Holly Binns, of the Pew Environment Group, issued the following statement today in response to the Department of Commerce's decision to suspend part of the South Atlantic red snapper recovery plan until fishery managers consider results of a new study. Red snapper fishing is still prohibited from North Carolina to Florida, but a proposed 4,827 square mile area closed to bottom fishing will not go into effect for 180 days, giving the South Atlantic Fishery Management Council time next week to approve possible changes to the closure.
“We can live with a short delay as long as the council does what science dictates to save red snapper from further decline and protect our ocean ecosystem. Overall, the new study shows the bottom line has not changed: Red snapper are at dangerously low population levels and are in urgent need of help.
The closed ocean area is designed to protect red snapper caught accidentally when fishermen target other species. Accidental catch is a major source of red snapper mortalities and managers must address this problem. Suspending this part of the plan now should not preclude managers from giving the area closure full consideration when they meet next week.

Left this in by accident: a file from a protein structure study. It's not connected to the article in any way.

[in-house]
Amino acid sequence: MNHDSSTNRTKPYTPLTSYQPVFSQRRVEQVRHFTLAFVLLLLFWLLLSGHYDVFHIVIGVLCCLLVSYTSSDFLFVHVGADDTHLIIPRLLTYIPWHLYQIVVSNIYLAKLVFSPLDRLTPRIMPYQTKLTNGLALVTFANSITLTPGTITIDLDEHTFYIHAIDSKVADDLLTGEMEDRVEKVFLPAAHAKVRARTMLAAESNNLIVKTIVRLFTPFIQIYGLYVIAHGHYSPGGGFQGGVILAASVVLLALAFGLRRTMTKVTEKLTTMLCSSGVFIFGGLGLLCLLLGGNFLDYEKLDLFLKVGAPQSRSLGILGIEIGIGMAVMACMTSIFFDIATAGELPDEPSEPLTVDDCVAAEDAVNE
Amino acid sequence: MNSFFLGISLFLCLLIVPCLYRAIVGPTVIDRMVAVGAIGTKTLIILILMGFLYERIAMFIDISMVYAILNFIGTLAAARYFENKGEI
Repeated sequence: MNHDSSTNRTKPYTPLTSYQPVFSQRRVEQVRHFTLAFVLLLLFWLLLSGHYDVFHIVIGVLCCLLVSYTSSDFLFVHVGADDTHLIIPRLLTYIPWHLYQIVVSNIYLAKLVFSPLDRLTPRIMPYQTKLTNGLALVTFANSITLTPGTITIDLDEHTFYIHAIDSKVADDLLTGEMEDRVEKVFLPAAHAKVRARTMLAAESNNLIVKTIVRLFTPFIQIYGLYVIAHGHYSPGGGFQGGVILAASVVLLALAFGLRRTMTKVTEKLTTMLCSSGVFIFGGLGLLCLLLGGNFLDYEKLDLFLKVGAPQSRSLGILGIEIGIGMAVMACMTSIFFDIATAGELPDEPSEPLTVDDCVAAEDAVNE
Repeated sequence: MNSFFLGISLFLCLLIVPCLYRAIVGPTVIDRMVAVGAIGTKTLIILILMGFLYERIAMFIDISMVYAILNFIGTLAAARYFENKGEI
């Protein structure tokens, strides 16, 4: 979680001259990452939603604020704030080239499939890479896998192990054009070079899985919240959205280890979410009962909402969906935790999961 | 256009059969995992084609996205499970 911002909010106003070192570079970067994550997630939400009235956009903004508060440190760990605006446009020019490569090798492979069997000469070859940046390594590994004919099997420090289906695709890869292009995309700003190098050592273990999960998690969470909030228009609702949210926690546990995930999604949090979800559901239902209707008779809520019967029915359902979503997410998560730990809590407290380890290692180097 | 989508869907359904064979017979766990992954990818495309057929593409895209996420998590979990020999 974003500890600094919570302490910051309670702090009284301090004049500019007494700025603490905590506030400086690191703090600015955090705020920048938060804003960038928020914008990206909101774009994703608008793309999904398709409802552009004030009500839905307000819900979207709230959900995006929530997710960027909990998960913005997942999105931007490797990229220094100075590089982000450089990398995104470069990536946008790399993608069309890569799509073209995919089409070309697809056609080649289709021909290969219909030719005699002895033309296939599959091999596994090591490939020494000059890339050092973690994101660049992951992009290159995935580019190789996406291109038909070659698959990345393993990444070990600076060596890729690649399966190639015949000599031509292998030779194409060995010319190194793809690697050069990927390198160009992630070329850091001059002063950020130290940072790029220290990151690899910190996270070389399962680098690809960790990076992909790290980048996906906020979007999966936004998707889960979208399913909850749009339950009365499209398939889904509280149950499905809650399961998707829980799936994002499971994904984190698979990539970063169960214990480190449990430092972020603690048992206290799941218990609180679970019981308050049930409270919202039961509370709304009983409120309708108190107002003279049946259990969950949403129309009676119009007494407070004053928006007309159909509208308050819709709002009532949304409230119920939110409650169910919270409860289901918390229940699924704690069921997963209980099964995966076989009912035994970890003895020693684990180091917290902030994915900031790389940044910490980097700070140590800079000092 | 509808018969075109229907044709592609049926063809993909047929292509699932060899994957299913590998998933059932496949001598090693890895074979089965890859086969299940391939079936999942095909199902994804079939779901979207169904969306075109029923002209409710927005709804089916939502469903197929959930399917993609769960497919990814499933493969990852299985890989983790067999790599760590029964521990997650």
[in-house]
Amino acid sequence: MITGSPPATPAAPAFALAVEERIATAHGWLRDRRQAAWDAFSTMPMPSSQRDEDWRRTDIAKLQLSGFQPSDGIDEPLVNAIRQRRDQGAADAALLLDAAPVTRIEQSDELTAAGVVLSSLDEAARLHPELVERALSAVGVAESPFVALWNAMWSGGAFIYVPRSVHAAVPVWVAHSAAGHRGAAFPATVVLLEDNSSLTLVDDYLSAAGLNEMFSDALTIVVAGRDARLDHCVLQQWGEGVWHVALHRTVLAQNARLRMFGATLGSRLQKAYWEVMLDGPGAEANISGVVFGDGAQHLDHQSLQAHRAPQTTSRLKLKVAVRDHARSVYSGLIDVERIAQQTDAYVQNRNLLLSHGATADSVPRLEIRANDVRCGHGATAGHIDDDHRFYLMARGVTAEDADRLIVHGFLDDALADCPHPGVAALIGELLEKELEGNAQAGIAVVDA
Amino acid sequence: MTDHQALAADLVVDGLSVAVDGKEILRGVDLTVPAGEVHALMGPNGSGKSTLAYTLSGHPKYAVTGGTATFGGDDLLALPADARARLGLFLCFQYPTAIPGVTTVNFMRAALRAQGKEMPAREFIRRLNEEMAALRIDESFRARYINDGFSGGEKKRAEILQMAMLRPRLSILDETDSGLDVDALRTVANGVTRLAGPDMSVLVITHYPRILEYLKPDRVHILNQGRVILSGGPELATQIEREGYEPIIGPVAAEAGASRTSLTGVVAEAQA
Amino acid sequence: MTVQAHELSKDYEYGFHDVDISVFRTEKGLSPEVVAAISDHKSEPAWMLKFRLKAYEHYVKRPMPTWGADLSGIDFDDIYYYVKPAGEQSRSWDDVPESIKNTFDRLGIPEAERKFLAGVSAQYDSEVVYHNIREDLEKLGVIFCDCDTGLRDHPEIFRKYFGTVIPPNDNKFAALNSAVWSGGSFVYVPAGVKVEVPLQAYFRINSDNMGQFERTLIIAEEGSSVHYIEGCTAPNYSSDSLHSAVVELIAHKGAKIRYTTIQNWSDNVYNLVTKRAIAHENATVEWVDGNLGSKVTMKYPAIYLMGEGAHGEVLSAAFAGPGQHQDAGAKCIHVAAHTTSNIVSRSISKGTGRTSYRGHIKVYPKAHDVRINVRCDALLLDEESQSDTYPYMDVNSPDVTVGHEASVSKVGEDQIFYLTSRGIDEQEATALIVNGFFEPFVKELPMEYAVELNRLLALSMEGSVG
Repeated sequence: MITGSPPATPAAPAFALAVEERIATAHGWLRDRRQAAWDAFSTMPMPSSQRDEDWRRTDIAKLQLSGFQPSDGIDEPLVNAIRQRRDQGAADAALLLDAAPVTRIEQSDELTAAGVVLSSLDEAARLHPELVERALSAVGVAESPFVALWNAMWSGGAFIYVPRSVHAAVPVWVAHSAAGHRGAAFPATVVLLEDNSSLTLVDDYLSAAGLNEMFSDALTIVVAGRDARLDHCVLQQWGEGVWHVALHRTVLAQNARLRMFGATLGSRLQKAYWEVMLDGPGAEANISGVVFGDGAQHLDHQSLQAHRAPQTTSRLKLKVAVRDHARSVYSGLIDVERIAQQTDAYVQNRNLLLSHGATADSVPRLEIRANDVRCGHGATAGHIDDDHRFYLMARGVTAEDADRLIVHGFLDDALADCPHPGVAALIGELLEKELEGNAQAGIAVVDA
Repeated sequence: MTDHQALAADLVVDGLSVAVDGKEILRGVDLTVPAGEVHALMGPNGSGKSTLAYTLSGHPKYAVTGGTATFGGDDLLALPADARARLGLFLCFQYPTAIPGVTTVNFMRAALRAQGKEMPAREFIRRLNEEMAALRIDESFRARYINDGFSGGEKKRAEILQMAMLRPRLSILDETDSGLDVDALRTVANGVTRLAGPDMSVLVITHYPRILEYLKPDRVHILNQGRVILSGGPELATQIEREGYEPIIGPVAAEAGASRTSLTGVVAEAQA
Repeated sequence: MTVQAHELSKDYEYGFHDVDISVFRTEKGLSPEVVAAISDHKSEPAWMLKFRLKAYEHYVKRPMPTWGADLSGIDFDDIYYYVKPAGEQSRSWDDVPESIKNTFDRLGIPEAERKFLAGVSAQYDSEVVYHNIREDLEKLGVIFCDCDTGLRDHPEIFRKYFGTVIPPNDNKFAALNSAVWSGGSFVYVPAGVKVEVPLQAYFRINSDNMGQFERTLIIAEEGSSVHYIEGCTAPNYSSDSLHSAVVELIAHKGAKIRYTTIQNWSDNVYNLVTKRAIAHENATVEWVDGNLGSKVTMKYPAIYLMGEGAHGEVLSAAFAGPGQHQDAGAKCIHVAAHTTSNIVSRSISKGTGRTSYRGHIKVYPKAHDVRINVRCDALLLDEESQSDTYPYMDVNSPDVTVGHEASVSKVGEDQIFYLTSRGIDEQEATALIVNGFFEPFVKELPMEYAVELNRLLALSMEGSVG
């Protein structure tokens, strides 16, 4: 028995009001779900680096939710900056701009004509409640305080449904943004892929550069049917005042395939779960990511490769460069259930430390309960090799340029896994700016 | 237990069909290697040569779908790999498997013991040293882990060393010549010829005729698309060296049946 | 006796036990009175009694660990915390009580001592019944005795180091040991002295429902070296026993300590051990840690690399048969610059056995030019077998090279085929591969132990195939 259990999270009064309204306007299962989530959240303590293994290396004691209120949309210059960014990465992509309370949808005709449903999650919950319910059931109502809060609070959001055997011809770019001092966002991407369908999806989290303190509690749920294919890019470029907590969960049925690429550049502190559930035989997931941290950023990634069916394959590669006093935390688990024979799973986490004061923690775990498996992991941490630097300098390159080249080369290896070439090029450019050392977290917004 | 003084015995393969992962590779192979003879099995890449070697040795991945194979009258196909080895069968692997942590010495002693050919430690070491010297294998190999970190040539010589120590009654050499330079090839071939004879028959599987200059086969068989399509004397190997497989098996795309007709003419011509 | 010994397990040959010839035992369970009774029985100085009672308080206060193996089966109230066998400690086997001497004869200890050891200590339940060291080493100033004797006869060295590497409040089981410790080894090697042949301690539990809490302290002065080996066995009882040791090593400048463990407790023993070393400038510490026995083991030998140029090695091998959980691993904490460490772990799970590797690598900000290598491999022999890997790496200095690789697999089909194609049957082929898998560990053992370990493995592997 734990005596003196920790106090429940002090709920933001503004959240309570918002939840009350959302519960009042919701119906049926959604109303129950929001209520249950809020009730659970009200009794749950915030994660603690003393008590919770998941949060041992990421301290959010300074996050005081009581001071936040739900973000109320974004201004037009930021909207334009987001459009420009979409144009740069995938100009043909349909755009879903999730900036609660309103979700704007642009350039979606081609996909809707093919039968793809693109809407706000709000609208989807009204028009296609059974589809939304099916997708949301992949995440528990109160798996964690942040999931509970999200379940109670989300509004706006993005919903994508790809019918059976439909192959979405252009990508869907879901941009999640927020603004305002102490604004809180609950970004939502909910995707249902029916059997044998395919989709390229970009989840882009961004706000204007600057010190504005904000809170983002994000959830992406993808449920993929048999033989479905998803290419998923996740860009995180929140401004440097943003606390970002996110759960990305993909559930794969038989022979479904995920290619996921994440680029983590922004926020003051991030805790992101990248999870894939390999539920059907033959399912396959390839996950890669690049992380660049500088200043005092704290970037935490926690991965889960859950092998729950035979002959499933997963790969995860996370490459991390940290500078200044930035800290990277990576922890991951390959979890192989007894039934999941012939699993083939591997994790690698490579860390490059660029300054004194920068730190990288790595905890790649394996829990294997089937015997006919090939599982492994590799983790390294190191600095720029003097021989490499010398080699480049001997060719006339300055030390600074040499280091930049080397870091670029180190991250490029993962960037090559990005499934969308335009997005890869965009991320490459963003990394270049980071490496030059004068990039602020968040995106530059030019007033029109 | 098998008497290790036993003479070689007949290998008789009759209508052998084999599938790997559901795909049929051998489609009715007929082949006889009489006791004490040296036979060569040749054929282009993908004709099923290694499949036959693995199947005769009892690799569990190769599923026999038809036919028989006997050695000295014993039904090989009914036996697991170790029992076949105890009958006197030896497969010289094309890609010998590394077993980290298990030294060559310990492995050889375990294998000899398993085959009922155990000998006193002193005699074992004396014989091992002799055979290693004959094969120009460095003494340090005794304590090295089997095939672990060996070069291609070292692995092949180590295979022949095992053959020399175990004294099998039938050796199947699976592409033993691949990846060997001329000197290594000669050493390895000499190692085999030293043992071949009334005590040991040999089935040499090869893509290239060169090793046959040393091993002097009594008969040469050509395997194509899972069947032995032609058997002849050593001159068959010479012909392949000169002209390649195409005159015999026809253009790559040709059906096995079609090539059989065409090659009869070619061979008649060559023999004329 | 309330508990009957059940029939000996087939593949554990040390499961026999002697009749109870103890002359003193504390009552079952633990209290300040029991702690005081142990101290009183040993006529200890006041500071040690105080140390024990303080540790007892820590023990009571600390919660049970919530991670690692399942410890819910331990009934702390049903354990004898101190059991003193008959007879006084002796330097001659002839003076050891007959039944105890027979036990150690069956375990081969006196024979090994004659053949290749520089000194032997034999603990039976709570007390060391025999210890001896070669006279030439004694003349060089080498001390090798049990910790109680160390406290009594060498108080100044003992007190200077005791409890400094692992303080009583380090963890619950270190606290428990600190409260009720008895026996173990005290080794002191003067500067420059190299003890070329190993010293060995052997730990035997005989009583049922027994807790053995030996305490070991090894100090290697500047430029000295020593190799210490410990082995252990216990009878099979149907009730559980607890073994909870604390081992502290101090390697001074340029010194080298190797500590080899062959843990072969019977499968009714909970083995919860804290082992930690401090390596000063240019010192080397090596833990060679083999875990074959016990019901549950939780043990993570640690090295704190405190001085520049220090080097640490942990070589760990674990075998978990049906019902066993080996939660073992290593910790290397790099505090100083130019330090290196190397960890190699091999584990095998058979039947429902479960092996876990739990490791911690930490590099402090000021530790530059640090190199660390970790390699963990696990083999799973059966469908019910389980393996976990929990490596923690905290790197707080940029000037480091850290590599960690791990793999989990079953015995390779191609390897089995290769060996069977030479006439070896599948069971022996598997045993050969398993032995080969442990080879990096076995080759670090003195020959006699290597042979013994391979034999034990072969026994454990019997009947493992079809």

The South Atlantic Fishery Management Council has reduced the size of this ocean closure repeatedly—from a possible 26,600 square mile area to the 4,800 square miles approved in June—to allow as much snapper and grouper fishing as possible and address fishermen's economic concerns. Well-intentioned efforts to ease short-term economic costs could end up hurting this fishery, our ocean ecosystem and the jobs it supports in the long run. This species reached this condition in the first place because decades of unsustainable fishing were allowed to continue without sufficiently strong rules. Overall, we remain cautiously hopeful the final recovery plan will get the job done, so we will have enough red snapper to support jobs, fishing, seafood and recreational opportunities for everyone in the future.”